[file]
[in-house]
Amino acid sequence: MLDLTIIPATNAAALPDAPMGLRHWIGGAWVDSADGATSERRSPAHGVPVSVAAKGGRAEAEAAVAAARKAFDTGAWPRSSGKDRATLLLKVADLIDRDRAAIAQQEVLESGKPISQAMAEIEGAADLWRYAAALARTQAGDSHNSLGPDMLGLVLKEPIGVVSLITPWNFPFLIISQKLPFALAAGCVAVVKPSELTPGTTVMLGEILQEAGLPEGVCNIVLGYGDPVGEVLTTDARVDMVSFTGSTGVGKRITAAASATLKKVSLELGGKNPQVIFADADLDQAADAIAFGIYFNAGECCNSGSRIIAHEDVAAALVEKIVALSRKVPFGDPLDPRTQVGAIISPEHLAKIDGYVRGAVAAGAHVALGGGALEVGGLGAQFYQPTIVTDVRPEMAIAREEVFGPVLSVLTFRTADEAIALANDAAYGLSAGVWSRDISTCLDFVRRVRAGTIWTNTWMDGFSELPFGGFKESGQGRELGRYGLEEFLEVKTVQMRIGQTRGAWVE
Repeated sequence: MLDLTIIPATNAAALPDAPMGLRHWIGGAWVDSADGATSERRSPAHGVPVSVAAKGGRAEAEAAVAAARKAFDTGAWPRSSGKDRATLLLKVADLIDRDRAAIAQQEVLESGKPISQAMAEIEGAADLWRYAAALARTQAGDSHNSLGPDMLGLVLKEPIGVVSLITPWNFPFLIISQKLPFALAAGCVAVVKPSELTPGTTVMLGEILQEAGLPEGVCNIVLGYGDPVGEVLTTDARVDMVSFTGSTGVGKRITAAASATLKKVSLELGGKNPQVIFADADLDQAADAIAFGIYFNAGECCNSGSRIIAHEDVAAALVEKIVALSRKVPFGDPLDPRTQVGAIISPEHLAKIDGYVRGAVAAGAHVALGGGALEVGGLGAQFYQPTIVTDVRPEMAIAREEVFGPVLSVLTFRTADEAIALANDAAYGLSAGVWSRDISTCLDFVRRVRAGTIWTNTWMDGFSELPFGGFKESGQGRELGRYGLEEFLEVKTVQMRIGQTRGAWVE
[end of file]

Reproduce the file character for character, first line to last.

[in-house]
Amino acid sequence: MLDLTIIPATNAAALPDAPMGLRHWIGGAWVDSADGATSERRSPAHGVPVSVAAKGGRAEAEAAVAAARKAFDTGAWPRSSGKDRATLLLKVADLIDRDRAAIAQQEVLESGKPISQAMAEIEGAADLWRYAAALARTQAGDSHNSLGPDMLGLVLKEPIGVVSLITPWNFPFLIISQKLPFALAAGCVAVVKPSELTPGTTVMLGEILQEAGLPEGVCNIVLGYGDPVGEVLTTDARVDMVSFTGSTGVGKRITAAASATLKKVSLELGGKNPQVIFADADLDQAADAIAFGIYFNAGECCNSGSRIIAHEDVAAALVEKIVALSRKVPFGDPLDPRTQVGAIISPEHLAKIDGYVRGAVAAGAHVALGGGALEVGGLGAQFYQPTIVTDVRPEMAIAREEVFGPVLSVLTFRTADEAIALANDAAYGLSAGVWSRDISTCLDFVRRVRAGTIWTNTWMDGFSELPFGGFKESGQGRELGRYGLEEFLEVKTVQMRIGQTRGAWVE
Repeated sequence: MLDLTIIPATNAAALPDAPMGLRHWIGGAWVDSADGATSERRSPAHGVPVSVAAKGGRAEAEAAVAAARKAFDTGAWPRSSGKDRATLLLKVADLIDRDRAAIAQQEVLESGKPISQAMAEIEGAADLWRYAAALARTQAGDSHNSLGPDMLGLVLKEPIGVVSLITPWNFPFLIISQKLPFALAAGCVAVVKPSELTPGTTVMLGEILQEAGLPEGVCNIVLGYGDPVGEVLTTDARVDMVSFTGSTGVGKRITAAASATLKKVSLELGGKNPQVIFADADLDQAADAIAFGIYFNAGECCNSGSRIIAHEDVAAALVEKIVALSRKVPFGDPLDPRTQVGAIISPEHLAKIDGYVRGAVAAGAHVALGGGALEVGGLGAQFYQPTIVTDVRPEMAIAREEVFGPVLSVLTFRTADEAIALANDAAYGLSAGVWSRDISTCLDFVRRVRAGTIWTNTWMDGFSELPFGGFKESGQGRELGRYGLEEFLEVKTVQMRIGQTRGAWVE